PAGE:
We were glad Jack was able to come down for two or three days; he was the soul of kindness in his own quiet way. Arthur wrote me a nice touching letter. There has hardly been time yet for one to come through from you and for poor old Cyril’s we shall have to wait some weeks. The dear girls are a great comfort to me and Mela too is quite a daughter. Kathleen and Juliet leave on Monday and Aunt Lottie too, Uncle Fred came and returned on Thursday. I shall get back to business on Monday and shall be better for occupying myself in the daily round. I think Kathleen has given you some details of your Mother’s illness, looking back one can see how she gradually faded away though I think I rather shut my eyes to it and fondly hoped she would pick up her strength with the better weather, she seemed to get over her little attack earlier in the year, but then we found her often getting breathless so got the doctor in again. He found the muscles of the heart weak and the pulse consequently too quick and prescribed some daily exercises which seemed to be having the desired effect. On Easter Sunday, the doctor having said she had not better attempt Church, Kathleen and I joined, in what was to be her last communion in a celebration in her room, the elements being brought over direct from the midday Church service. In the afternoon Jack took her a long ride in a bath chair, beyond the top of Horsebridge Hill, she so enjoyed it and in seeing the fruit blossom. Easter Monday was wet and cold, she stayed indoors. The following days were quite hot and on Wednesday Juliet took her for a ride (her last one) as far as Knowle Hill and she spent the earlier part of the evening downstairs. On Thursday she seemed to have taken a little cold, how we cannot tell, so she remained upstairs and sat out in the afternoon on a nice reclining cane chair which Kathleen had given her, it was such a warm sunny day and she enjoyed looking out of the window upon the lawn. During all this time she was taking food very well and at frequent intervals. The doctor was due on Saturday but we thought it better to get him down on Friday when he found she had contracted a little bronchitis not in itself alarming but serious in the feeble state of her heart. Henceforth she was kept to her bed. On Saturday we though her rather better after a good night but wired for Mela to come on Monday to help nurse, she was at Folkestone. You may imagine we had not then thought of immediate danger as we did not wire for May till Sunday afternoon, she was at Budleigh Salterton and was to join Mela at Eastbourne in a day or two. Sunday morning the doctor was evidently anxious as to whether the heart would stand the strain for a week or more while the bronchitis was clearing and said he would come down again in the afternoon to inject digitalis and help the heart action. I went up to Evesham after tea to get something from the chemist and on returning to go to church, she rather wanted me to go as her name was being mentioned in the prayers. I went up and found her brighter and as I kissed her and was leaving the room she smiled and waved her hand to me. Up to this day I had looked after her at night and the girls had decided to sit up by turns during Sunday night, but finding we could get a trained nurse pending Mela’s arrival, we arranged accordingly and she arrived a little after 8 pm. Mother spoke to her and said she recognized her strong likeness to her sister, Nurse Beesley. On my return from church, Kathleen came down and said she seemed sleeping nicely so I would not go up and disturb her and subsequently as she did not appear quite awake I thought it better to wait. Soon after 9 pm the nurse suggested she would like the doctor to come again and give her instructions for the night and we were sending for him when Kathleen fetched me up hurriedly, the heart had failed and I was only in time to see two slight spasms of the lips and all was over at 9.20, so calm and peaceful without a struggle, indeed she may have been said to have passed away in sleep, she had been conscious almost to the last. As I and the three girls knelt about her bed, all traces of the slightly worn face seemed to vanish and she assumed the most lovely angel face that could be imagined, it struck us all with a peaceful awe and will remain as a vivid impression as long as we live, that intensely beautiful expression only lasted an hour or two but she looked beautiful during the succeeding days and remained so till the coffin was closed at the very last. Everybody has been most kind from the Vicar downwards. We got him to come in shortly after her death and say a few suitable prayers; every subsequent evening and on Thursday morning we repaired to her room for prayers, reading a few suitable psalms and collects. Photographs of you three absent boys were placed on the little table by her side so that you too should be present in a way. All the villagers have been so nice and it is touching to find how her sweet influence had impressed them all during these many years. The morning of the funeral opened very wet but it cleared after midday and although dull remained fine overhead. I will post you a paper which will give you a little account of the funeral which was a most reverent and impressive ceremony, we hope soon to send you a photograph of the grave, covered with the numerous and lovely wreaths. She lies near Mrs Savory’s grave, a trifle nearer the tower and a little nearer the path, I think it is a spot she would have liked. She has left a few little wishes dated three years ago, she wished you to have a little locket and also a gold chain which I now wear and which she wishes me to retain while I live. I daresay the girls will tell you about what they have and also the other boys. With much love my dear George.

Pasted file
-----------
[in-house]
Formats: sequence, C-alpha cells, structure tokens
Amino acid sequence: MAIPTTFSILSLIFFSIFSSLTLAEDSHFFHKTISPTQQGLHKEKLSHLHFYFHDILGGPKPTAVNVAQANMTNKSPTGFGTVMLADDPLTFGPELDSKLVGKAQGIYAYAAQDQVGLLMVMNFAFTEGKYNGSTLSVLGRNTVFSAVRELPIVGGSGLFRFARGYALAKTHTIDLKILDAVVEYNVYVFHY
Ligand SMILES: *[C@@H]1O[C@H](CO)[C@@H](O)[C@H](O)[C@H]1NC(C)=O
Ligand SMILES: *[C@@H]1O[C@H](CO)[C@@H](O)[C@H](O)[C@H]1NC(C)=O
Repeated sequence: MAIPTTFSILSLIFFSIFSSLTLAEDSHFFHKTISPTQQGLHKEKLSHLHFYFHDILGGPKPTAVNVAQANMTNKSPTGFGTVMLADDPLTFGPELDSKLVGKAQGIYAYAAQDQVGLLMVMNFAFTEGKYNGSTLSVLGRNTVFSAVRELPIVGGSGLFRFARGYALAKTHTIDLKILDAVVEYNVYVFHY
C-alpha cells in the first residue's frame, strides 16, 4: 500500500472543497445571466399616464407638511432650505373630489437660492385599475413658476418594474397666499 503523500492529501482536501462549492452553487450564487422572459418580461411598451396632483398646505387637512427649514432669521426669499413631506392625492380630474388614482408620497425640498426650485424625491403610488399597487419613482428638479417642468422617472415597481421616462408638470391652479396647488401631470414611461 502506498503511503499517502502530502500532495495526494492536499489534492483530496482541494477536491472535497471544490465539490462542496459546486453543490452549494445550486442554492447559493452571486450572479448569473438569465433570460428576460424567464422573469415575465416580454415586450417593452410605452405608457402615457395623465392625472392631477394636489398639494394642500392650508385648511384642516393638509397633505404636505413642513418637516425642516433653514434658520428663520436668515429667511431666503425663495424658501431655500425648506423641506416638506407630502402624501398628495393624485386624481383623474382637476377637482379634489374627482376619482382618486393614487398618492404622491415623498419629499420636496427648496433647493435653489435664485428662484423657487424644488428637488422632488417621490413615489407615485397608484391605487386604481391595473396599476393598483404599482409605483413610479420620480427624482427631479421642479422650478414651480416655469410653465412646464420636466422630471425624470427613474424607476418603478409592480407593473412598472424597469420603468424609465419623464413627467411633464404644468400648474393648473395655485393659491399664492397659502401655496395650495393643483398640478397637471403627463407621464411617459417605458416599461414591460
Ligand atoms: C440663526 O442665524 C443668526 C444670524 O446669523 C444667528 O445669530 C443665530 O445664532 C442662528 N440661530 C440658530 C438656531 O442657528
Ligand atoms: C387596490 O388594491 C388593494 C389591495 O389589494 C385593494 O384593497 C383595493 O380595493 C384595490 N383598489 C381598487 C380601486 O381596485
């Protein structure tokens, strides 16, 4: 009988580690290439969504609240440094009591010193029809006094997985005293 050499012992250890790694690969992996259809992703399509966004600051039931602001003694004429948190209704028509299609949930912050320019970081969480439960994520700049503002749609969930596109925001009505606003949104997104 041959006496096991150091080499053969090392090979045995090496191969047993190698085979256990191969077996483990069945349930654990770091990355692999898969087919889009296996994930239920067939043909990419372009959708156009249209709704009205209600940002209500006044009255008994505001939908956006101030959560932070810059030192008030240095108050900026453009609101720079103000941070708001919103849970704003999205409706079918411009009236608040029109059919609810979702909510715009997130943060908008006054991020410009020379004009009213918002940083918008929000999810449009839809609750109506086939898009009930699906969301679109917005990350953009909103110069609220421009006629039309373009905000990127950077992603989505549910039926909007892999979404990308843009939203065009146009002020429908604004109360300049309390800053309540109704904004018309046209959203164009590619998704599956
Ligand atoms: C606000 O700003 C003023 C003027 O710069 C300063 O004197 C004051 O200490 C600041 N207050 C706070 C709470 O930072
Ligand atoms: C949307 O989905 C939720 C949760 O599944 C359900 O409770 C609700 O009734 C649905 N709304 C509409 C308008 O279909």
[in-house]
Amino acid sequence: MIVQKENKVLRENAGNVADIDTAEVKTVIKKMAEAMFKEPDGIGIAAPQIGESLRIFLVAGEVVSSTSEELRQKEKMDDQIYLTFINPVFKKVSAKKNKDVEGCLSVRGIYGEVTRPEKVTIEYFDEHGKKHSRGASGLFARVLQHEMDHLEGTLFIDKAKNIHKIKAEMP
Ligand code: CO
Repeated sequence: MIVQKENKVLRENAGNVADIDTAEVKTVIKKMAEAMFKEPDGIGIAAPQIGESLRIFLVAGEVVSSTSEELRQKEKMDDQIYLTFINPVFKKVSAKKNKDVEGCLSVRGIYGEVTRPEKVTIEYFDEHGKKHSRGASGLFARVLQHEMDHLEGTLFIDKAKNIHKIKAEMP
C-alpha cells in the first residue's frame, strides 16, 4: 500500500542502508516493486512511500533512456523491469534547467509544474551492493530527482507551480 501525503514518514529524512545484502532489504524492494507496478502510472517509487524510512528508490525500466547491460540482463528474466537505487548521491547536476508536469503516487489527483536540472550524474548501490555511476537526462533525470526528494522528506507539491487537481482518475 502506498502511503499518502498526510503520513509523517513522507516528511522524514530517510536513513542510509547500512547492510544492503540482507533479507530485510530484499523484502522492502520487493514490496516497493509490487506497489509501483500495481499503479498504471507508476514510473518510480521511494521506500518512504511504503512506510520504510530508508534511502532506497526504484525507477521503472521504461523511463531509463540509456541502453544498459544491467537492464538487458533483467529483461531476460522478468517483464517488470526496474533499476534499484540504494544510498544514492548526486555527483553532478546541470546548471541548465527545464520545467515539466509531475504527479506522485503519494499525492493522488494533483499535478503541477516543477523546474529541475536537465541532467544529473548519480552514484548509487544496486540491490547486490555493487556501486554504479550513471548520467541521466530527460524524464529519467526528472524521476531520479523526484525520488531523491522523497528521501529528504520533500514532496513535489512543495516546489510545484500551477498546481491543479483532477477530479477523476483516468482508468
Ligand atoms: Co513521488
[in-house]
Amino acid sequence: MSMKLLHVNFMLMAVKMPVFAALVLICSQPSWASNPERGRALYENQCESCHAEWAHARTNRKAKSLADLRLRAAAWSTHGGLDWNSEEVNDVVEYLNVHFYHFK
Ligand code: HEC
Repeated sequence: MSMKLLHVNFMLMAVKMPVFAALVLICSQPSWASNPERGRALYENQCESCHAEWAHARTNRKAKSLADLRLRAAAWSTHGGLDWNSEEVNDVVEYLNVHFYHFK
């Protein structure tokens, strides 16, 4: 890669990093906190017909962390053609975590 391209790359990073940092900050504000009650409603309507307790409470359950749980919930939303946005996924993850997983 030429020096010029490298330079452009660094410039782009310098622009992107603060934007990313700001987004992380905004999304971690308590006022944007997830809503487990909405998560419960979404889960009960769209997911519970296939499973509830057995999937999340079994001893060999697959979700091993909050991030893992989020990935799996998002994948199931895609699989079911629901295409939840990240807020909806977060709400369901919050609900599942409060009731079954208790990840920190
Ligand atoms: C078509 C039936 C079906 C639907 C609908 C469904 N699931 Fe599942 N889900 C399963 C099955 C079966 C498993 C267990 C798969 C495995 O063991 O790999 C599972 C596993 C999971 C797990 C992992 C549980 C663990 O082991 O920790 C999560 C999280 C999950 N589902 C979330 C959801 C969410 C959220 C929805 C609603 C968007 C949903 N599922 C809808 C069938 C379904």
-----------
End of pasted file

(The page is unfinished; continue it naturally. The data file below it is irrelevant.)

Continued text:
I remain your affectionate Father
Julius Sladden

Her dear sweet influence will always abide with us.

Letter Images
Type of Correspondence
6 sheets of notepaper
Location of Document
Worcestershire Archive and Archaeology Service
Record Office Reference